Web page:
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Tuesday, June 26, 2012
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Wednesday, July 11, 2012
What I see is what you get
I recently came under some criticism by a reader for what I write in my columns and how I write them. It’s not the first and surely not the last time I got in someone’s crosshairs about it. Oh well.
Fortunately, it’s few and far between. I can’t please everyone and every time someone jumps on my head it’s far outweighed by so many of you who ride in like the cavalry to offer support. Much appreciated, amigos! It’s gratifying to know so many of you enjoy my columns and have my back!
When I started writing this column for
in 2004 on a lark
editor Pat McDonell asked me to fill in “for a few weeks” until he found someone else to replace me. He knew that I was busy with my own fishing operation down here in La Paz. No brainer.
have been friends and supporters for many years. I was happy and honored to fill in although somewhat awed at filling the sandy sandals of the likes of Gene Kira, Fred Hoctor and Ray Cannon.
But, I figured for a couple of weeks, how much damage could I do? La-la-la-la-la…
Two weeks turned into eight years almost 400 columns. I jokingly tell Pat to let me know when he finds my “replacement.”
Those first two years, I wrote the column every week. That’s 800-1000 words and, as I do now, I write the column about midnight after a full day running our La Paz operations. That’s 52 columns, plus other articles for
as well as the Baja Beat pages in the former
magazine. Those were another 3,000 or so words.
Try to come up with something new and fresh every time! Then try writing at midnight after a 20-hour-work-day and knowing that you only have a few hours to get it done with a brain that’s screaming for a pillow and a blanket! Pat and the other great writers at
have incredibly been doing it for years.
I have a small brain. I have limited time. I gotta get up to put out the boats in two hours. I wanna go to bed!
And, as I’m sure all writers do, sometimes deadlines would loom and my brain just wouldn’t work. Credit Pat, Rich Holland and Gene Kira who told me, “Just write what you know.”
I can surely write about dorado and tuna fishing and how to catch marlin. And I do. To a degree.
But, so does everyone else. And they are better fishermen than me and can certainly write about it better than I can. And honestly, how many different ways are there to catch a dorado or a billfish? Open any fishing magazine on the rack and there’s probably half-a-dozen articles about “how-to-catch a….(fill in the blank)”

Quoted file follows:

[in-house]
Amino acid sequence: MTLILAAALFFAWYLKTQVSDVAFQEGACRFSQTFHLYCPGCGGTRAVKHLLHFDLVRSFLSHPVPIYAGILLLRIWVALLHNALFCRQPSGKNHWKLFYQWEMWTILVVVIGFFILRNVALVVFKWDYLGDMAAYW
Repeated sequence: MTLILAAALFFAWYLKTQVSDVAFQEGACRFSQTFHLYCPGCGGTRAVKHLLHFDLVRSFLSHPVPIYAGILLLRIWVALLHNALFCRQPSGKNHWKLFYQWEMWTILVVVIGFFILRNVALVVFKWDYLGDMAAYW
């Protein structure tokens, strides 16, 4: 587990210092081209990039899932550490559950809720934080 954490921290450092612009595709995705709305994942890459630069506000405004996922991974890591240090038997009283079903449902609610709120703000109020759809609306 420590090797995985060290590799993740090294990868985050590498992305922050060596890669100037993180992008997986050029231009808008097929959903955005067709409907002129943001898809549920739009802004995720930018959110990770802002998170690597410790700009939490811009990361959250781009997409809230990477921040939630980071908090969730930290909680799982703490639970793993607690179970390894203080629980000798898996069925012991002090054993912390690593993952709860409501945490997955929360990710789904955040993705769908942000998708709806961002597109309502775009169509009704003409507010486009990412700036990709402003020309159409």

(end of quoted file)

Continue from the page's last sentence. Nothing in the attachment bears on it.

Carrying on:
I know that’s almost heresy to even mention that, but where we are here in La Paz, we take a hook. We put a bait on it. We put the bait in the water. We’re now fishing! It’s hard to fill 52 columns a year with that. I’m just not good enough for that.
And I’m not as good of a reporter as so many other writers either. I don’t travel. I don’t get out and about. Gary Graham does such a great job of it. Me? I’m kinda tied to one spot. We live here in La Paz.
My view of Baja can be pretty myopic. It’s the view through the window of the palapa. It’s the view of walking around in the streets doing what people do here on a day-to-day basis. We shop. We fill gas. It’s life.
It’s the joking at the taco stand. It’s the funny things that happen in the grocery store or the sometimes comical adventures of tourists and amigos. It’s about running a business here in an adopted country.
It’s the interaction with visitors and friends and all of YOU who come to wet a line or put your toes in the sand. It’s what I see on the beach or on the water. I keep a keen ear out for what I hear and what all of you say. I’m simply an observer and your humble conduit of those experiences.
So, ultimately, yes. I write about what I know. And I also write for my own enjoyment. When, I’m writing at midnight and running on fumes, it’s pretty hard to find my writing muse if the subject bores me to death!
So, I write about the whole “Baja experience.” Because to me, a visit here is more than just fishing or diving. That’s merely the vehicle that gets you down here.
Beyond that, it’s the sunrises and the great food. It’s that great beach you found and watching your kids light up seeing the dolphins. It’s the dusty road to the hidden cove. It’s the little hotel you chanced upon or finding that perfect surf break or fishing or diving hole.
It’s the culture and most of all, it’s the people. The little old man who sold you the necklace. The captain who chatted about how much he liked the Yankees. The family who served you at the little beachside palapa and cooked your fresh fish and shared a recipe.
It’s the smiles you bring and the smiles you take home!
Posted By Sally On 07/11/2012 At 11:36 AM
Please consider me one of your cavalry! Keep up the good work, I always enjoy reading about what you know from your window in the palapa! All smiles here!
Love your column! I can get fish reports from many places but when I want to experence Baja you are the go to guy.
Hola Amigo I have been reading your columes since you started at WON . I find them to be very informative and some tounge in cheek funny. I find it difficult to believe that someone would find fault with your style of writting. Apearently the are very narrow minded. Dont change your style for some idiod that has no sense of humor or cant find humor in every day life. Rock on dude best Dick Reel
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